Published on May 24th, 2019 | by Emergent Enterprise0
How a UX Designer Created a Capital One Chatbot so Good, Some People Want to Marry it
As chatbots increasingly become part of our everyday interactions we learn more about the user experience. Suzanne Labarre shares at Fast Company how one banking firm realized that a gender neutral voice gained a relationship of trust more than other voices. Sometimes our preconceived notions of what will work best gets changed by what the users really want.
[Illustration: Artur Tenczyński]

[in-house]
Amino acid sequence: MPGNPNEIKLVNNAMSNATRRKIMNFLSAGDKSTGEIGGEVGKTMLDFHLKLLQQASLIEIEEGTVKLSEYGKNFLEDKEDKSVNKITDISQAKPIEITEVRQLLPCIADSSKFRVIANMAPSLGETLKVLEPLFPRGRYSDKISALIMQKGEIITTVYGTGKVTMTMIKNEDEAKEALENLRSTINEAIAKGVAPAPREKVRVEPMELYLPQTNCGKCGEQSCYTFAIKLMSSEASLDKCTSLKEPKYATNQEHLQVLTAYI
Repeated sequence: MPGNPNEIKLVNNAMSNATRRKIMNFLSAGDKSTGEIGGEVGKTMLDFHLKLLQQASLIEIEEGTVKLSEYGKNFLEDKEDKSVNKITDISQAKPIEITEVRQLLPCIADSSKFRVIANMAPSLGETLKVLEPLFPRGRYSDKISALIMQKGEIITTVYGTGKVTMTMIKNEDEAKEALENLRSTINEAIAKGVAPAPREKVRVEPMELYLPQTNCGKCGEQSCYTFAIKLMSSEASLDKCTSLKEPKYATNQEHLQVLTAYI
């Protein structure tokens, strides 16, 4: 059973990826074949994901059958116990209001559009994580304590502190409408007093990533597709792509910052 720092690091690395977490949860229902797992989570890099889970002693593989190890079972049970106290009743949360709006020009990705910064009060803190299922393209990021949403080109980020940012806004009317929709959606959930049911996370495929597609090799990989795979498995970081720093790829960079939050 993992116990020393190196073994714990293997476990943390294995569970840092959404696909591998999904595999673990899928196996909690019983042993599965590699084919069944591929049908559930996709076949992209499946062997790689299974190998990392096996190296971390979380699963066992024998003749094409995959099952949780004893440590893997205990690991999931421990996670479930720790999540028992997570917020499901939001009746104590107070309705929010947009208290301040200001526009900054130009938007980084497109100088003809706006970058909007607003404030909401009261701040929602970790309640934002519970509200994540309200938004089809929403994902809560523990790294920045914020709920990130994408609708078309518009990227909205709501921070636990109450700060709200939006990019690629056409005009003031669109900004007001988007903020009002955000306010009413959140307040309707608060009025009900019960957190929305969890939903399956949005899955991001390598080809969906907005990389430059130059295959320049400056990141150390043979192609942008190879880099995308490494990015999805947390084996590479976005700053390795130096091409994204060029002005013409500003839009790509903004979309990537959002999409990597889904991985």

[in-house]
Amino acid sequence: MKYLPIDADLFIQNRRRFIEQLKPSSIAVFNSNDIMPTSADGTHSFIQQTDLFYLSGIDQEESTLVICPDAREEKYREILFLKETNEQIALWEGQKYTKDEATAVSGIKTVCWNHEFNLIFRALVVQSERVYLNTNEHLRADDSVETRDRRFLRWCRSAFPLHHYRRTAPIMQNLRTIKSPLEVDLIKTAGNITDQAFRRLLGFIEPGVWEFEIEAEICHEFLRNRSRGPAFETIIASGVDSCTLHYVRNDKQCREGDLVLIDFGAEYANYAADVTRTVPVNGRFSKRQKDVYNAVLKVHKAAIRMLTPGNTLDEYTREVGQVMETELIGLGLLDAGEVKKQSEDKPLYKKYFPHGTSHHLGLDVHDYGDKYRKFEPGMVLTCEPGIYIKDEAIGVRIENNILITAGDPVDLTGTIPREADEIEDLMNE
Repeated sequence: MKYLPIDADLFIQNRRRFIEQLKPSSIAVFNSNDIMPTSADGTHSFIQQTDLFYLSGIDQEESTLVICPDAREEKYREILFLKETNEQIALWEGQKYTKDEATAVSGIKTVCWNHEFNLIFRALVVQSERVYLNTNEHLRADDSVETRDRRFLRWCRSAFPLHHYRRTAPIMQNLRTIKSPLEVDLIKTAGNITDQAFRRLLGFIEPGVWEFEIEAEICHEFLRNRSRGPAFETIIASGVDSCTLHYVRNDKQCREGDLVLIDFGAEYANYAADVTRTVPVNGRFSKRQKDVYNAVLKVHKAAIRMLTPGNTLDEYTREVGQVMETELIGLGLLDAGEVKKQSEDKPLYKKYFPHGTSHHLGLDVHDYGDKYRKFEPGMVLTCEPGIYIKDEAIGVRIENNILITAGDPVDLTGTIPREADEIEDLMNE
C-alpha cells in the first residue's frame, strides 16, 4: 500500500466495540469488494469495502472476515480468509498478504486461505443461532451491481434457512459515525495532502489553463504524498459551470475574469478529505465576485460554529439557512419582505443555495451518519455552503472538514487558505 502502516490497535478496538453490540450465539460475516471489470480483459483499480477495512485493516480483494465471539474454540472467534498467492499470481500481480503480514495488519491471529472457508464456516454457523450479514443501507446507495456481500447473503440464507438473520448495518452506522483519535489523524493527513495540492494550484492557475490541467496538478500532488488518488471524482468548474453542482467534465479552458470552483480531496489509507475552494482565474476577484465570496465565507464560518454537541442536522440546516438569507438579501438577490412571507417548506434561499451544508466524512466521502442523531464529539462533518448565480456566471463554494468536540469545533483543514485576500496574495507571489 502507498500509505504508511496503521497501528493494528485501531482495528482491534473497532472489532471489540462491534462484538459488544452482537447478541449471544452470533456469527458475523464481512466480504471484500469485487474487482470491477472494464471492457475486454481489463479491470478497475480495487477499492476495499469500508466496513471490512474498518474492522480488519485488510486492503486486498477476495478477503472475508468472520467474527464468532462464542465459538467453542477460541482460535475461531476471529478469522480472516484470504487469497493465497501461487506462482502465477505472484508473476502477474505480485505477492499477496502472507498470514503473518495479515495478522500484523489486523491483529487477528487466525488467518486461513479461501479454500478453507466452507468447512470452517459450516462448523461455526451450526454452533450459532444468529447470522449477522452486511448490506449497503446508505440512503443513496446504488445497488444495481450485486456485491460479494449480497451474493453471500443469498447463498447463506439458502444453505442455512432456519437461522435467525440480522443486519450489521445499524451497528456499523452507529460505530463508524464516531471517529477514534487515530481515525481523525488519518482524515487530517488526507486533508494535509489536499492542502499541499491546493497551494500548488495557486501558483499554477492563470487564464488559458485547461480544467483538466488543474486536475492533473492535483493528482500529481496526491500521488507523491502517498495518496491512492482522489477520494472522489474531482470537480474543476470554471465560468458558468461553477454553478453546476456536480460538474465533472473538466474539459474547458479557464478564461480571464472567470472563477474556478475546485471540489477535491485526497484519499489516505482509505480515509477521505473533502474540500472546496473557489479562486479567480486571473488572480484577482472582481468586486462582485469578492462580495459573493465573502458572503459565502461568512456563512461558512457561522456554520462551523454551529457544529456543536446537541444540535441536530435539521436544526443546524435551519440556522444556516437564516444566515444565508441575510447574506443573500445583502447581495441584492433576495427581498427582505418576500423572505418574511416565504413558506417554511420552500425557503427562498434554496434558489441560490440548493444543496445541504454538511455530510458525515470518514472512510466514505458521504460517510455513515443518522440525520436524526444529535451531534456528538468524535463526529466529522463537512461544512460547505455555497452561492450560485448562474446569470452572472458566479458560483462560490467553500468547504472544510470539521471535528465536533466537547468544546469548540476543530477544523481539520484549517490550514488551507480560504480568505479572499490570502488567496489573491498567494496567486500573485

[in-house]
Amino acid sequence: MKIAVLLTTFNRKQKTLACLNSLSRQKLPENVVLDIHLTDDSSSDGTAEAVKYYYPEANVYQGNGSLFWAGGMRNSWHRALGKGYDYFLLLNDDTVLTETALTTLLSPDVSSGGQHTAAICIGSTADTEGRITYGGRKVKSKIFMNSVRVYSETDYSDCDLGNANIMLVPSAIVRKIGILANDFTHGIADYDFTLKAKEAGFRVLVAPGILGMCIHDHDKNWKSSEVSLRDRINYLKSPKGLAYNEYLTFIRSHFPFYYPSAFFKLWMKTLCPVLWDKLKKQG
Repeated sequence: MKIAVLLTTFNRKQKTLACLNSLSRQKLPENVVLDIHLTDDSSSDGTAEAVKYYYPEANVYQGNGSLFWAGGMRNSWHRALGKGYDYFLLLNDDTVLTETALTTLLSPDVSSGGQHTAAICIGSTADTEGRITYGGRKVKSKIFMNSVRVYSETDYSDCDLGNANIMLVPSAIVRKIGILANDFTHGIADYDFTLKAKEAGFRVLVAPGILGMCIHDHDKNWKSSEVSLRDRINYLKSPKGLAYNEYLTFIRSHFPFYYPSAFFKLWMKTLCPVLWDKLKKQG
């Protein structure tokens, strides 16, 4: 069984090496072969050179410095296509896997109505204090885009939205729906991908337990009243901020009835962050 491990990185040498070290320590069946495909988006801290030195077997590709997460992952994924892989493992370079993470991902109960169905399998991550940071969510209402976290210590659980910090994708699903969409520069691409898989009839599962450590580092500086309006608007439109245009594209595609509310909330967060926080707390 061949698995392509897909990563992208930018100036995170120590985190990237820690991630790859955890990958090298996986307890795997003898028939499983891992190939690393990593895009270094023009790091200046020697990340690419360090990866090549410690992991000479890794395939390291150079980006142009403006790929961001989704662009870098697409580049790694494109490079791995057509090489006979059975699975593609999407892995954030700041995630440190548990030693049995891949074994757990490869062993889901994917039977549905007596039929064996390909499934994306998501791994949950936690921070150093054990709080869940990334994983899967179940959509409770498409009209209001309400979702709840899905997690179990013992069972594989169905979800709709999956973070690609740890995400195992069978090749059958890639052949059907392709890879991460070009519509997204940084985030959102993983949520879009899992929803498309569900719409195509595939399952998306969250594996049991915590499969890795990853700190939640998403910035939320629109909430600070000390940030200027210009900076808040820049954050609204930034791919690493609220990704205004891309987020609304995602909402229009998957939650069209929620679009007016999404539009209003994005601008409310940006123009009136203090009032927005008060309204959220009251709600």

After transitioning from journalism to user experience design, Steph Hay found herself at Capital One helping to create an AI assistant that customers would end up loving so much, one invited it to Thanksgiving dinner. “Eno” is the first gender-neutral AI assistant in banking, bucking the trend among companies to render smart assistants female. “We want our customers to relate with and trust Eno,” Hay says. “To do that in the context of money, something so nuanced and personalized, meant we needed to strip away anything about the character that could inhibit trust. Gender is one of those variables.” Today, millions of customers use Eno–the first natural-language chatbot from a U.S. bank–to manage their accounts, report fraud, and shop online. (Eno is the backward spelling of one, as in Capital One.) Hay’s 70-person team has continued to update the technology since its 2017 debut; moving fraud notifications to Eno’s expanded language capabilities drove up Capital One’s understanding of user responses from 85% to 99%, and reduced user frustration. On top of the dinner invite, Eno has fielded marriage proposals. Eno’s response? “Nah, I’m a young chatbot and still getting to know little ol’ me.”